Howard Jacobson's The Finkler Question was awarded the Man Booker Prize for 2010 (my money was on Emma Donoghue's Room, since that was the only shortlisted title I managed to read before the winner was announced). I was going to read the winning book anyway but I got really interested when everyone said The Finkler Question was a "humourous" novel and it is rare when a humorous novel wins a major award. I fired up the nook, downloaded, and started reading.
The Finkler Question is very comical at the beginning, if not funny "ha-ha" - the character of Julian Treslove is more like a caricature than a character. He is morose (sort-of), a professional failure as an arts presenter at the BBC, tends to become hopelessly involved with women whose names begin with "J" and who leave him when they can't stand the moroseness anymore, and is obsessed with his friend, Sam Finkler, who is Jewish (also a pop culture philosopher and kind-of a jerk for most of the book). In fact, Julian is so obsessed with Finkler and his Jewishness that he refers to anyone/anything that is Jewish as "Finklers"/"Finklerish", presumably because Sam Finkler is the first Jew he met. Julian and Sam were roommates at school and one of their teachers was Libor Sevcik who has remained a good friend (incidentally, Libor is also Jewish).
The book opens with Julian getting mugged in front of a violin shop after having dinner with Libor and Sam, who are both recently widowed. Julian then becomes obsessed with the idea that the mugger called him a "Jew" (it's unclear what the mugger actually said but, given Julian's obsession with Sam and "Finklers", there is a crazy sequence where Julian reasons through all the possibilities of what the mugger could have said, ending with "Jew"; everyone else thinks he's being irrational). Many of Julian's scenes involve some moment of hilarity, usually with his line of reasoning, except that it seems socially awkward to laugh at them. For instance, Julian thinks over his affair with Tyler, Sam's late wife, who, as a convert to Judaism, was more observant of religious practice than Sam; Julian thinks less about the fact that Tyler is a friend's wife, but more about the fact that she practices the Jewish faith. Later, Julian quibbles over the act of circumcision with reasoning that seems farcical but, in reality, there are serious questions about the necessity of circumcision in the general population and whether it constitutes mutilation, diminishes sexual gratification, etc. I wanted to laugh, because Julian sounded so silly, but it felt wrong to do so.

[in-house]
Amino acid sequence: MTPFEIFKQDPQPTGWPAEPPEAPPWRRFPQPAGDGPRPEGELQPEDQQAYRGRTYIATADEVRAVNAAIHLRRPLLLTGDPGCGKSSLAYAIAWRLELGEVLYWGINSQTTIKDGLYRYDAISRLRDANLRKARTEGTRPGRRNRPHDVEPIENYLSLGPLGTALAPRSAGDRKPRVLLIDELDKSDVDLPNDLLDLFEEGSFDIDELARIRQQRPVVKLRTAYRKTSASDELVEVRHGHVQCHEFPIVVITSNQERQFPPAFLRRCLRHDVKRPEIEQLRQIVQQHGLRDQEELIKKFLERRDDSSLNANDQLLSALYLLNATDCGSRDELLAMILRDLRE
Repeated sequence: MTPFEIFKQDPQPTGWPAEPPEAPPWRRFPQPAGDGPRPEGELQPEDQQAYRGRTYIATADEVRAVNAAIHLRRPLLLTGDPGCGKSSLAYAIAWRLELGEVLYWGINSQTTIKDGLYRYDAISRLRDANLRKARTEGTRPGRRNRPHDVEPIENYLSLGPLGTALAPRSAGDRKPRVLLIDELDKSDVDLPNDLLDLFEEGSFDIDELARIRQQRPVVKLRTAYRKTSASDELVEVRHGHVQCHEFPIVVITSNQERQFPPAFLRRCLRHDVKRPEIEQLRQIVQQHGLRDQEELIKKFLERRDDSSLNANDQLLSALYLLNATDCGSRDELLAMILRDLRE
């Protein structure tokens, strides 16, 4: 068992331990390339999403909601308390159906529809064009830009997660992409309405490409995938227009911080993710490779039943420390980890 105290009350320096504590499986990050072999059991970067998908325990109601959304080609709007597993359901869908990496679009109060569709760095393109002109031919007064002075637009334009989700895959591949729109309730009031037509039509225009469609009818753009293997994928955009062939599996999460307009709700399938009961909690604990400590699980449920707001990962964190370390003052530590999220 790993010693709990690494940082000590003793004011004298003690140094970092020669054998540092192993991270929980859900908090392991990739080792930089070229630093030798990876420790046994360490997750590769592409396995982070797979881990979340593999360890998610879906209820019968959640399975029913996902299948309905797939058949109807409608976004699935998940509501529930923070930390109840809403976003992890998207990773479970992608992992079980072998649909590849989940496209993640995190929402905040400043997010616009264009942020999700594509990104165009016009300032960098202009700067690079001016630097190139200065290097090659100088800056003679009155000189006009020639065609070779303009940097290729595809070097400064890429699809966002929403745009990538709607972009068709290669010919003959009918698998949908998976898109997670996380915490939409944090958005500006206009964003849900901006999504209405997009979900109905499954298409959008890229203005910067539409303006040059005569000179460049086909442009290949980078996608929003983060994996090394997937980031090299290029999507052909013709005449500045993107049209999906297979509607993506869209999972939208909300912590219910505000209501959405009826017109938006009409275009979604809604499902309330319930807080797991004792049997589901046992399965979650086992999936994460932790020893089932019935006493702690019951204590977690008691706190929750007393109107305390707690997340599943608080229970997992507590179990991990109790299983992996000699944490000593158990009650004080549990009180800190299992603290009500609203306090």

The Finkler Question surrounds the characters with politically-charged current events, particularly that of attitudes toward the state of Israel. Sam joins a group of politically active Jews who oppose actions taken by the state of Israel; they eventually name themselves the ASHamed Jews, which is ridiculous-sounding (and then you realise that Sam only joined the group to keep his name out there as a pop culture philosopher). A new museum of Jewish history in the UK is the target of anti-Semitic attitudes. An old friend of Libor's asks for his help after her grandson is severely injured by a hate crime. In between Julian's oddities there are serious issues to consider.
While I really enjoyed Jacobson's writing and the ideas he raised in the book, I felt the end was wanting. It just petered out. The strongest sections of the book occurred when Julian was wrestling with his obsession about Judaism and those who practice. When the narrative moved away from that thread, the book wasn't nearly as interesting. I really think this is because I, as the reader, and Julian are both in the same boat when it comes to the concept of Judaism: we are both outsiders looking in. I know a little bit about Jewish religious observances but not a great deal about the whys and wheretofores of the religion. While Julian and his goofy quibblings were funny, the larger questions of religion in The Finkler Question didn't strike me as laugh-out-loud.